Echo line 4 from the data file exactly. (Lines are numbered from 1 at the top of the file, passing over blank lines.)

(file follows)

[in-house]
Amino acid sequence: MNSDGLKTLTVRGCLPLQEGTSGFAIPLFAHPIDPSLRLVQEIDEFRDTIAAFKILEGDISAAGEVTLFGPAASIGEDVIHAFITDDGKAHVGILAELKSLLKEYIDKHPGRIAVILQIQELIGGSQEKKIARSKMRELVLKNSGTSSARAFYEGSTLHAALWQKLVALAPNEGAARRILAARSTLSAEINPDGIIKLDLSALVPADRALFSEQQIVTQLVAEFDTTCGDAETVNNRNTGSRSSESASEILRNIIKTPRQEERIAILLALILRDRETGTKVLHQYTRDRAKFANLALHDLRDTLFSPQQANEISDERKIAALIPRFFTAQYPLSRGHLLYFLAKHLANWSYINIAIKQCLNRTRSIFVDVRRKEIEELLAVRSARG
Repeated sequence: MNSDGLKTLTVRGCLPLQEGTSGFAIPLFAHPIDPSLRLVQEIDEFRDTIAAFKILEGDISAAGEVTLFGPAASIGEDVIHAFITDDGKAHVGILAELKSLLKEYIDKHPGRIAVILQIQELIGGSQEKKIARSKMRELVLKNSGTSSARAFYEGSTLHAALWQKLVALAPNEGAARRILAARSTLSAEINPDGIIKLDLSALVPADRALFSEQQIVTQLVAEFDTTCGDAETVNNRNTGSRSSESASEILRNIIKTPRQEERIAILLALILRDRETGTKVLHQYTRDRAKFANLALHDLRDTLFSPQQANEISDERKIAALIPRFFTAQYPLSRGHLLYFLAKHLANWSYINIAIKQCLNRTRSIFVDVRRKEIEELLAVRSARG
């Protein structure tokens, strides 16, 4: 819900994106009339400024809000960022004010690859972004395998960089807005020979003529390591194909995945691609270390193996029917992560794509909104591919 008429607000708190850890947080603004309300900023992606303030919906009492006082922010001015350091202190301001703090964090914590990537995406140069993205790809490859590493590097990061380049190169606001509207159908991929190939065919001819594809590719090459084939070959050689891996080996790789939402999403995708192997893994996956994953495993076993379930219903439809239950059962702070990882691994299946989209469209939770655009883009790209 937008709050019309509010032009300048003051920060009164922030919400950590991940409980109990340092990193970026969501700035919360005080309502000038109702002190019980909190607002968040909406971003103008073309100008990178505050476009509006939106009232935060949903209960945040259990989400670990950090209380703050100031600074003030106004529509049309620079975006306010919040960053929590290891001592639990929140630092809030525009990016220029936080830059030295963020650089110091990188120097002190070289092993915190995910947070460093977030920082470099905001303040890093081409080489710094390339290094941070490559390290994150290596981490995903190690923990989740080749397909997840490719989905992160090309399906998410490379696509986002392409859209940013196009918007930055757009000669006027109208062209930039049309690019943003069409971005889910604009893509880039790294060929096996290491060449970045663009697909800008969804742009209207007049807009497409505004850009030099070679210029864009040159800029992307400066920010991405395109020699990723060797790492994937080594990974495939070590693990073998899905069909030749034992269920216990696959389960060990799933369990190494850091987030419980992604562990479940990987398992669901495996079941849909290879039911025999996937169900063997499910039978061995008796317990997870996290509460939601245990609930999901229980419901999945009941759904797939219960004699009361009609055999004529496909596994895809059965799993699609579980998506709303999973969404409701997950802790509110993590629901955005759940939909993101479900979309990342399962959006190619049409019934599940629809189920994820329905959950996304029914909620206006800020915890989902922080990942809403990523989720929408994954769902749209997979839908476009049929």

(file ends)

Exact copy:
């Protein structure tokens, strides 16, 4: 819900994106009339400024809000960022004010690859972004395998960089807005020979003529390591194909995945691609270390193996029917992560794509909104591919 008429607000708190850890947080603004309300900023992606303030919906009492006082922010001015350091202190301001703090964090914590990537995406140069993205790809490859590493590097990061380049190169606001509207159908991929190939065919001819594809590719090459084939070959050689891996080996790789939402999403995708192997893994996956994953495993076993379930219903439809239950059962702070990882691994299946989209469209939770655009883009790209 937008709050019309509010032009300048003051920060009164922030919400950590991940409980109990340092990193970026969501700035919360005080309502000038109702002190019980909190607002968040909406971003103008073309100008990178505050476009509006939106009232935060949903209960945040259990989400670990950090209380703050100031600074003030106004529509049309620079975006306010919040960053929590290891001592639990929140630092809030525009990016220029936080830059030295963020650089110091990188120097002190070289092993915190995910947070460093977030920082470099905001303040890093081409080489710094390339290094941070490559390290994150290596981490995903190690923990989740080749397909997840490719989905992160090309399906998410490379696509986002392409859209940013196009918007930055757009000669006027109208062209930039049309690019943003069409971005889910604009893509880039790294060929096996290491060449970045663009697909800008969804742009209207007049807009497409505004850009030099070679210029864009040159800029992307400066920010991405395109020699990723060797790492994937080594990974495939070590693990073998899905069909030749034992269920216990696959389960060990799933369990190494850091987030419980992604562990479940990987398992669901495996079941849909290879039911025999996937169900063997499910039978061995008796317990997870996290509460939601245990609930999901229980419901999945009941759904797939219960004699009361009609055999004529496909596994895809059965799993699609579980998506709303999973969404409701997950802790509110993590629901955005759940939909993101479900979309990342399962959006190619049409019934599940629809189920994820329905959950996304029914909620206006800020915890989902922080990942809403990523989720929408994954769902749209997979839908476009049929």